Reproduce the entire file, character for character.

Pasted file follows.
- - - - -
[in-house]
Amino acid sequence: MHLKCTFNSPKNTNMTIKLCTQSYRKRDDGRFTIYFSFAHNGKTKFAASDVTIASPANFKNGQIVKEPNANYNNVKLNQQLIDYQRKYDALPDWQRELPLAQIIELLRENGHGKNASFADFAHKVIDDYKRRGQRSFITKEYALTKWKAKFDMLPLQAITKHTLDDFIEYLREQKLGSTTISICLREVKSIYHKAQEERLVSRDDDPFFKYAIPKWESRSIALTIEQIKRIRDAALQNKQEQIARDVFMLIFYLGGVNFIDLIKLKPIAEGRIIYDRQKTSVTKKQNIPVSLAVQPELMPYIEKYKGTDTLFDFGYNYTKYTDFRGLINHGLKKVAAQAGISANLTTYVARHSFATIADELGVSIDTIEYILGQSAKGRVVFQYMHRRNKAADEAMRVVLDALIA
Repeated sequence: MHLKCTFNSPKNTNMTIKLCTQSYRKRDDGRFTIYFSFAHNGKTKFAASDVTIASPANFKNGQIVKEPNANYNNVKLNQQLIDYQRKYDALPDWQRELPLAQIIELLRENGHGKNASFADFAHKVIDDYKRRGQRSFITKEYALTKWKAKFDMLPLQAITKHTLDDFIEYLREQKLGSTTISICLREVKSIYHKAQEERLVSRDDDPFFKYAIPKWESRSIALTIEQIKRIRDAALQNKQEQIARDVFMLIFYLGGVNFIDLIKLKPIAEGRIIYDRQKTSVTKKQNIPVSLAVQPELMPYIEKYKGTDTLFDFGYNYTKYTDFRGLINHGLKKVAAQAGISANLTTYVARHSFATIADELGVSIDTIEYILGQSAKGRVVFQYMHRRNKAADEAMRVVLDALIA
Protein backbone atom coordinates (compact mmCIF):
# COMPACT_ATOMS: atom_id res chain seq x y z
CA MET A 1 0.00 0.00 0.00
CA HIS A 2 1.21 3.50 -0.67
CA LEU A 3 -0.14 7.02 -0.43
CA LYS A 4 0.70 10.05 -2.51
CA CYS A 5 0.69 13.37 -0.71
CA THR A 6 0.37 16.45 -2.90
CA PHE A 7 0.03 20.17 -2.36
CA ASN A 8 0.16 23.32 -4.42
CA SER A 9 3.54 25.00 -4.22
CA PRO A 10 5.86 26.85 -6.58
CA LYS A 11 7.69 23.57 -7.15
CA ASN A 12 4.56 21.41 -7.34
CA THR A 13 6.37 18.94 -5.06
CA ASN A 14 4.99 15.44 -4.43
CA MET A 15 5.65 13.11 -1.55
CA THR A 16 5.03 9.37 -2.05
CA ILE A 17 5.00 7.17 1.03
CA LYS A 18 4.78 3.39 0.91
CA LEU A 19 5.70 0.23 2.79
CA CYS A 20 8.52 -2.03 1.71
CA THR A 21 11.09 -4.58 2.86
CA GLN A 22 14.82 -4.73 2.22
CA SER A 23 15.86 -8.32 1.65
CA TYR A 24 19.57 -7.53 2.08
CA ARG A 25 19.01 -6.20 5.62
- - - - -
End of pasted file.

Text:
[in-house]
Amino acid sequence: MHLKCTFNSPKNTNMTIKLCTQSYRKRDDGRFTIYFSFAHNGKTKFAASDVTIASPANFKNGQIVKEPNANYNNVKLNQQLIDYQRKYDALPDWQRELPLAQIIELLRENGHGKNASFADFAHKVIDDYKRRGQRSFITKEYALTKWKAKFDMLPLQAITKHTLDDFIEYLREQKLGSTTISICLREVKSIYHKAQEERLVSRDDDPFFKYAIPKWESRSIALTIEQIKRIRDAALQNKQEQIARDVFMLIFYLGGVNFIDLIKLKPIAEGRIIYDRQKTSVTKKQNIPVSLAVQPELMPYIEKYKGTDTLFDFGYNYTKYTDFRGLINHGLKKVAAQAGISANLTTYVARHSFATIADELGVSIDTIEYILGQSAKGRVVFQYMHRRNKAADEAMRVVLDALIA
Repeated sequence: MHLKCTFNSPKNTNMTIKLCTQSYRKRDDGRFTIYFSFAHNGKTKFAASDVTIASPANFKNGQIVKEPNANYNNVKLNQQLIDYQRKYDALPDWQRELPLAQIIELLRENGHGKNASFADFAHKVIDDYKRRGQRSFITKEYALTKWKAKFDMLPLQAITKHTLDDFIEYLREQKLGSTTISICLREVKSIYHKAQEERLVSRDDDPFFKYAIPKWESRSIALTIEQIKRIRDAALQNKQEQIARDVFMLIFYLGGVNFIDLIKLKPIAEGRIIYDRQKTSVTKKQNIPVSLAVQPELMPYIEKYKGTDTLFDFGYNYTKYTDFRGLINHGLKKVAAQAGISANLTTYVARHSFATIADELGVSIDTIEYILGQSAKGRVVFQYMHRRNKAADEAMRVVLDALIA
Protein backbone atom coordinates (compact mmCIF):
# COMPACT_ATOMS: atom_id res chain seq x y z
CA MET A 1 0.00 0.00 0.00
CA HIS A 2 1.21 3.50 -0.67
CA LEU A 3 -0.14 7.02 -0.43
CA LYS A 4 0.70 10.05 -2.51
CA CYS A 5 0.69 13.37 -0.71
CA THR A 6 0.37 16.45 -2.90
CA PHE A 7 0.03 20.17 -2.36
CA ASN A 8 0.16 23.32 -4.42
CA SER A 9 3.54 25.00 -4.22
CA PRO A 10 5.86 26.85 -6.58
CA LYS A 11 7.69 23.57 -7.15
CA ASN A 12 4.56 21.41 -7.34
CA THR A 13 6.37 18.94 -5.06
CA ASN A 14 4.99 15.44 -4.43
CA MET A 15 5.65 13.11 -1.55
CA THR A 16 5.03 9.37 -2.05
CA ILE A 17 5.00 7.17 1.03
CA LYS A 18 4.78 3.39 0.91
CA LEU A 19 5.70 0.23 2.79
CA CYS A 20 8.52 -2.03 1.71
CA THR A 21 11.09 -4.58 2.86
CA GLN A 22 14.82 -4.73 2.22
CA SER A 23 15.86 -8.32 1.65
CA TYR A 24 19.57 -7.53 2.08
CA ARG A 25 19.01 -6.20 5.62